Spoofed Zoom, Google & Skype Meetings Spread Corporate RATs

We Keep you Connected

Spoofed Zoom, Google & Skype Meetings Spread Corporate RATs

A Russian-language campaign aims to compromise corporate users on both Windows and Android devices by mimicking popular online collaboration applications.
March 6, 2024
A threat actor is creating fake Skype, Google Meet, and Zoom meetings, mimicking these popular collaboration applications to spread various commodity malware that can steal sensitive data from both Android and Windows users.
The campaign, which began in December, demonstrates an emerging cybersecurity threat for corporate users, researchers from Zcaler's ThreatLabz revealed in a blog post on March 6. The attackers are using shared Web hosting to host fake online meeting sites on a single IP address, leveraging various URLs that are convincingly similar enough to the actual websites of the services being impersonated. The Skype campaign, for instance, used "join-skype[.]info," while Google Meet users were enticed to join meetings via "online-cloudmeeting[.]pro." The Zoom campaign uses "us06webzoomus[.]pro."
The threat actors are using the gambit to deliver widely available payloads to attack cross-platform users, wielding the Android-focused SpyNote RAT, and the NjRAT and DCRat, which compromise Windows users, the researchers said.
"A threat actor is using these lures to distribute RATs for Android and Windows, which can steal confidential information, log keystrokes, and steal files," ThreatLabz researchers Himanshu Sharma, Arkaprva Tripathl, and Meghraj Nandanwar wrote in the post on the campaign.
The efforts to lure users with Skype and Google Meet began in December, and the attacker started impersonating Zoom in January.
Just as each campaign has its own lure, so each attack vector was unique in its execution, with some similarities between then. In the Skype campaign, the link leads Windows users to a file named Skype8.exe, a malicious executable disguised as a Skype download, while those clicking on the link via Google Play were pointed to the malicious file Skype.apk. Both files ultimately deliver a malicious payload.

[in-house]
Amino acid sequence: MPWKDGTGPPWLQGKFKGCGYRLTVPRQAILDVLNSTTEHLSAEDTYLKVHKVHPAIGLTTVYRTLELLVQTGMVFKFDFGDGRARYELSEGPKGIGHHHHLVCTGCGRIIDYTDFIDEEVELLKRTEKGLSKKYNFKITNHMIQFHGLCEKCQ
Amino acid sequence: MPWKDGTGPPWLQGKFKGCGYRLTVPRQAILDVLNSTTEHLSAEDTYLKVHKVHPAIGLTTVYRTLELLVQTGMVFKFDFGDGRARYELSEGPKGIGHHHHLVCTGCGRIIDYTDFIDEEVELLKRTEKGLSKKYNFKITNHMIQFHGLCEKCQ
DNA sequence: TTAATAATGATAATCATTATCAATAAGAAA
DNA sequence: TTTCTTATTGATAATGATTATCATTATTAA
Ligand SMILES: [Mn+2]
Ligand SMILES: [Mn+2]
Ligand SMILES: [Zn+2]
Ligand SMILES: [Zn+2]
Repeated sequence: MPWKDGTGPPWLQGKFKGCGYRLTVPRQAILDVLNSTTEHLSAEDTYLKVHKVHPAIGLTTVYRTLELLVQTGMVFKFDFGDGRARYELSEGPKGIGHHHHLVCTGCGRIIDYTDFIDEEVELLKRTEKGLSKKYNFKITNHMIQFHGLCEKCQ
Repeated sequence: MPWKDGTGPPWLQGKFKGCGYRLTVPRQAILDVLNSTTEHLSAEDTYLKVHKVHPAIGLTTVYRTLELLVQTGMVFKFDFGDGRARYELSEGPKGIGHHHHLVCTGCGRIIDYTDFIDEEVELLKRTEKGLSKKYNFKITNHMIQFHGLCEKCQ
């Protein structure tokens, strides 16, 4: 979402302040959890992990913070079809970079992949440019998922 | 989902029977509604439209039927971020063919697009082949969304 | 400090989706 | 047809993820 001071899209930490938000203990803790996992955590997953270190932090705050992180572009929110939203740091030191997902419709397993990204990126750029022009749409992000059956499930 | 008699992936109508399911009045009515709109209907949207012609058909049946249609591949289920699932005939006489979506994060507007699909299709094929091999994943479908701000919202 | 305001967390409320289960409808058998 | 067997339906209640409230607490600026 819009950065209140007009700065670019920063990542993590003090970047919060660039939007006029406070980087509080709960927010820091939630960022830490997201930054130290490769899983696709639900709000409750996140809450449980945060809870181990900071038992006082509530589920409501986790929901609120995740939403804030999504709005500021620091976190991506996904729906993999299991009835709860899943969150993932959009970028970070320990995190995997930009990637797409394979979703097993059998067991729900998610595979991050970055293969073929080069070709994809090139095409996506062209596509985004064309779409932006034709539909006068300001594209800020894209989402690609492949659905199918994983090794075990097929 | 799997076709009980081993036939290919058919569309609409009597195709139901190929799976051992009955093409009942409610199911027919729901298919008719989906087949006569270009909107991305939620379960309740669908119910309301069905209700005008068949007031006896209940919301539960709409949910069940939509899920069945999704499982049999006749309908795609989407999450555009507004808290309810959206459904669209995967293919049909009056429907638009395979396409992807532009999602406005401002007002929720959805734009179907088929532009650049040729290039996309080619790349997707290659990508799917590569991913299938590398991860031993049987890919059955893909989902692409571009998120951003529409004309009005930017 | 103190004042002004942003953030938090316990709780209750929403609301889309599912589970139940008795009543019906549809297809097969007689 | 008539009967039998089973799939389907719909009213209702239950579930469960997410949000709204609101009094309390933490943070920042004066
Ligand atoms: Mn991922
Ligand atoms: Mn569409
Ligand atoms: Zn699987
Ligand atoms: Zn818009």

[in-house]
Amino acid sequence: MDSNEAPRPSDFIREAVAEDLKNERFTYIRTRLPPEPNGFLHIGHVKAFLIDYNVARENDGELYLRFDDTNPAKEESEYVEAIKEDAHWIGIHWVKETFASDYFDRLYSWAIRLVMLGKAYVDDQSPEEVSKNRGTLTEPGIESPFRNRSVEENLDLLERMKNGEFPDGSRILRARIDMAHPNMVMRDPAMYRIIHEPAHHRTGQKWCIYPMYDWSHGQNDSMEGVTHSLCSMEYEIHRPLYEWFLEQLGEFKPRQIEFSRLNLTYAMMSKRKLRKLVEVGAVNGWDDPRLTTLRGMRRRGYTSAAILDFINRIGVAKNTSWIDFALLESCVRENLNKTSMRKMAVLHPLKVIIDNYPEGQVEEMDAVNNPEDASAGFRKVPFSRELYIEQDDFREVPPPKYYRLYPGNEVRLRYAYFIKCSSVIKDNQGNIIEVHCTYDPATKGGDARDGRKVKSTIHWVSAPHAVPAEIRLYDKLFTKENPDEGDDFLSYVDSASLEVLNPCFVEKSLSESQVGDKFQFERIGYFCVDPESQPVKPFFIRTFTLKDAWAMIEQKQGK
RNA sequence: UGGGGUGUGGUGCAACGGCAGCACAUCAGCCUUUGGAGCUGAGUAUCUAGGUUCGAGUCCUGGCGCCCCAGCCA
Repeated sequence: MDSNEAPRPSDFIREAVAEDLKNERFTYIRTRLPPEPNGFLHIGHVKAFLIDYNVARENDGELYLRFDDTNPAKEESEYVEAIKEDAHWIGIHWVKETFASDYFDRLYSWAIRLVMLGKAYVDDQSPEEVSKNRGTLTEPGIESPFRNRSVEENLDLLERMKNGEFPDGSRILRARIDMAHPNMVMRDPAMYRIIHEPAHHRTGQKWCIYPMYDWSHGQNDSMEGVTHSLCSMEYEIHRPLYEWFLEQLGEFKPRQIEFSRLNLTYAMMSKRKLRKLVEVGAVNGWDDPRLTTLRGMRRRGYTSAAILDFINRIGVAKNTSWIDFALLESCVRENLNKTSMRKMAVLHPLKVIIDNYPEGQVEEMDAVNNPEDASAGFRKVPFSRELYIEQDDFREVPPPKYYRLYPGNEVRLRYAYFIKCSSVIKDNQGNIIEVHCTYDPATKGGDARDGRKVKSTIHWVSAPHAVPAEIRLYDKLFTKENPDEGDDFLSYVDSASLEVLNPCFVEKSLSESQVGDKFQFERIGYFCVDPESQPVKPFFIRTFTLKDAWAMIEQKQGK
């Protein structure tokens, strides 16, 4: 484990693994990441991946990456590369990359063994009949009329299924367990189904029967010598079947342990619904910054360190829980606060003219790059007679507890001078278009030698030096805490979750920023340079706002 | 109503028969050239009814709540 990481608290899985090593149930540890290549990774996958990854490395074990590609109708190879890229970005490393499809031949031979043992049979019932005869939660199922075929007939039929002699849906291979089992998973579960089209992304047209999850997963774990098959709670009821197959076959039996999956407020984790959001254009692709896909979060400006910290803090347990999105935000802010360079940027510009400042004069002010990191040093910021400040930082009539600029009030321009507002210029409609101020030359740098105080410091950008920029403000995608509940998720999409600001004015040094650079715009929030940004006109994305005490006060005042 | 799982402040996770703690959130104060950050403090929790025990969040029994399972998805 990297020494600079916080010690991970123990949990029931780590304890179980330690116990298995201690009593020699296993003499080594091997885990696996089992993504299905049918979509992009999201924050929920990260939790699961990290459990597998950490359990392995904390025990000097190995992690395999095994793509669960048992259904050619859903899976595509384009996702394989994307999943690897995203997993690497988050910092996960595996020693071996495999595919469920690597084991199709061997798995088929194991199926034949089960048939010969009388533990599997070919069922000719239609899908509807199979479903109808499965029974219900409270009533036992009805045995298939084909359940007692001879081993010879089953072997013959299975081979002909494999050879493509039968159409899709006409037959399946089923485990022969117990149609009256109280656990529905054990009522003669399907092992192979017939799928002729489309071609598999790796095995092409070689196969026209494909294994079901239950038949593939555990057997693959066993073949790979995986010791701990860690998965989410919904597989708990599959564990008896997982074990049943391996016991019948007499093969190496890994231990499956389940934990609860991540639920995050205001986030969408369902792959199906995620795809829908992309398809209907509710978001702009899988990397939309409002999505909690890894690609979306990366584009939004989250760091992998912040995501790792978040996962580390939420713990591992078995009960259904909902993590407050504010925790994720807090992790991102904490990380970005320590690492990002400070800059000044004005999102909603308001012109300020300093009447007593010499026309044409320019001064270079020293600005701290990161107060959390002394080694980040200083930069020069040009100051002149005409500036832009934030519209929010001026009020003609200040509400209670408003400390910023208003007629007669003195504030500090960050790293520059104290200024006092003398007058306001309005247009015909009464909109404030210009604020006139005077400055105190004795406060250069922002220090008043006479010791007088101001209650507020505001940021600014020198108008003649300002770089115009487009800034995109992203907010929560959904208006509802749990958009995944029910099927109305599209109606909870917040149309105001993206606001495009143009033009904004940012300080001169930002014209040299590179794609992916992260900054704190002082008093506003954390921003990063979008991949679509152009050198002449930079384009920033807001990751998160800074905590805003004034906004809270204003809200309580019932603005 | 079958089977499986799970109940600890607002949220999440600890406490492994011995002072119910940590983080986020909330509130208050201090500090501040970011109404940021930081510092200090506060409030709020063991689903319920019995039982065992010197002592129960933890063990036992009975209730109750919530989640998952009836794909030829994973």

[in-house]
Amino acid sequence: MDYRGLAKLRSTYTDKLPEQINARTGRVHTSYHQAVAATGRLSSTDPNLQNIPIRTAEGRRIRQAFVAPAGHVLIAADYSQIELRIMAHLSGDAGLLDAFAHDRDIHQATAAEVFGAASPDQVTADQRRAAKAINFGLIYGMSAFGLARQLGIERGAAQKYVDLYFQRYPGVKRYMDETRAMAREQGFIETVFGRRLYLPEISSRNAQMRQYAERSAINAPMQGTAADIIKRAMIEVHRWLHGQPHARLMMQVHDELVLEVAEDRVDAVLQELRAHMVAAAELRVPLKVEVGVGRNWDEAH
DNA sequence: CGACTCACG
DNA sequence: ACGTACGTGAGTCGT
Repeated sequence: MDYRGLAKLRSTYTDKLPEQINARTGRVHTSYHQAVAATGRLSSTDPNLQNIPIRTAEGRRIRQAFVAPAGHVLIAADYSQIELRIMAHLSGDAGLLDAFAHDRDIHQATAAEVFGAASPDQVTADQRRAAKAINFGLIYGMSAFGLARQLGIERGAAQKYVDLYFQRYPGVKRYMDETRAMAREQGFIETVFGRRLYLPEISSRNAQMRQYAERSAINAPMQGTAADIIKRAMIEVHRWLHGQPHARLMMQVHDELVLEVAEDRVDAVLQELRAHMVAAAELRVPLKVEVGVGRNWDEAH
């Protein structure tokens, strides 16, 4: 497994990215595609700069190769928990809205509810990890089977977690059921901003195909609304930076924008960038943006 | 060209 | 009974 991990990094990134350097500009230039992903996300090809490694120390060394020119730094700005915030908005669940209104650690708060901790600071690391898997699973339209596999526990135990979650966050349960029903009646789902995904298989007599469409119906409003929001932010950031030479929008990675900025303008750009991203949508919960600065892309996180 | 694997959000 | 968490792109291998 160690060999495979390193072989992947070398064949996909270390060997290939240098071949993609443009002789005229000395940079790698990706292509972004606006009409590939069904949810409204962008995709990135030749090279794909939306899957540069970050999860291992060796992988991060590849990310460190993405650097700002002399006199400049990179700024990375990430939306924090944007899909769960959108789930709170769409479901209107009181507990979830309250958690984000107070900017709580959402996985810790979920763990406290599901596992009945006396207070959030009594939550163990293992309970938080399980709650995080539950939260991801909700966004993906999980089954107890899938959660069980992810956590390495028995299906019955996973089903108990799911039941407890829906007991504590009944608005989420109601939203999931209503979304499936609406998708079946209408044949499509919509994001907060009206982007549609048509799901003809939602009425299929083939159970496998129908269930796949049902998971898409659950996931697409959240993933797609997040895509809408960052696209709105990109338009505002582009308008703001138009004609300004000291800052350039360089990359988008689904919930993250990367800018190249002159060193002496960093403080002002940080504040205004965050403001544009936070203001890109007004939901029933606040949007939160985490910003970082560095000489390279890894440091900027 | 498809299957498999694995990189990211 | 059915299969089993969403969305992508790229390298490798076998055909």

The fake Google Meet site provides links to download a fake Skype application for Android (in actuality, the SpyNote RAT) and/or Windows (a BAT file that downloads the DCRat payload).
The fake Zoom site is a bit different in that it uses an extra trick to try to fool users, presenting a link with a subpath that closely resembles a meeting ID generated by the Zoom client.
There also is a similarity between the fake Google Meet and Zoom websites in that they both also contain an open directory with two additional Windows executable files — driver.exe and meet.exe — hiding NjRAT.
"The presence of these files suggests that the attacker may utilize them in other campaigns, given their distinct names," the researchers noted.
To protect themselves, it's important that enterprises take measures "to protect against advanced and evolving malware threats," according to ThreatLabz.
To that end, the researchers stressed the importance of regular updates and security patches to give attackers fewer entry points to compromise users. They also included in the post a list of specific MITRE ATT&CK techniques triggered during the sandbox analysis process conducted during the research.
Elizabeth Montalbano, Contributing Writer

Elizabeth Montalbano is a freelance writer, journalist, and therapeutic writing mentor with more than 25 years of professional experience. Her areas of expertise include technology, business, and culture. Elizabeth previously lived and worked as a full-time journalist in Phoenix, San Francisco, and New York City; she currently resides in a village on the southwest coast of Portugal. In her free time, she enjoys surfing, hiking with her dogs, traveling, playing music, yoga, and cooking.

You May Also Like
Assessing Your Critical Applications’ Cyber Defenses
Unleash the Power of Gen AI for Application Development, Securely
The Anatomy of a Ransomware Attack, Revealed
How To Optimize and Accelerate Cybersecurity Initiatives for Your Business
Building a Modern Endpoint Strategy for 2024 and Beyond
Cybersecurity’s Hottest New Technologies – Dark Reading March 21 Event
Black Hat Asia – April 16-19 – Learn More
Black Hat Spring Trainings – March 12-15 – Learn More
Industrial Networks in the Age of Digitalization
Zero-Trust Adoption Driven by Data Protection
How Enterprises Assess Their Cyber-Risk
Increased Cooperation Between Access Brokers, Ransomware Operators Reviewed
SANS 2021 Cloud Security Survey
Gcore Radar
Demystifying Zero Trust in OT
Endpoint Best Practices to Block Ransomware
FortiSASE Customer Success Stories – The Benefits of Single Vendor SASE
The Forrester Wave: External Threat Intelligence Service Providers, Q3 2023
Cybersecurity’s Hottest New Technologies – Dark Reading March 21 Event
Black Hat Asia – April 16-19 – Learn More
Black Hat Spring Trainings – March 12-15 – Learn More
Copyright © 2024 Informa PLC Informa UK Limited is a company registered in England and Wales with company number 1072954 whose registered office is 5 Howick Place, London, SW1P 1WG.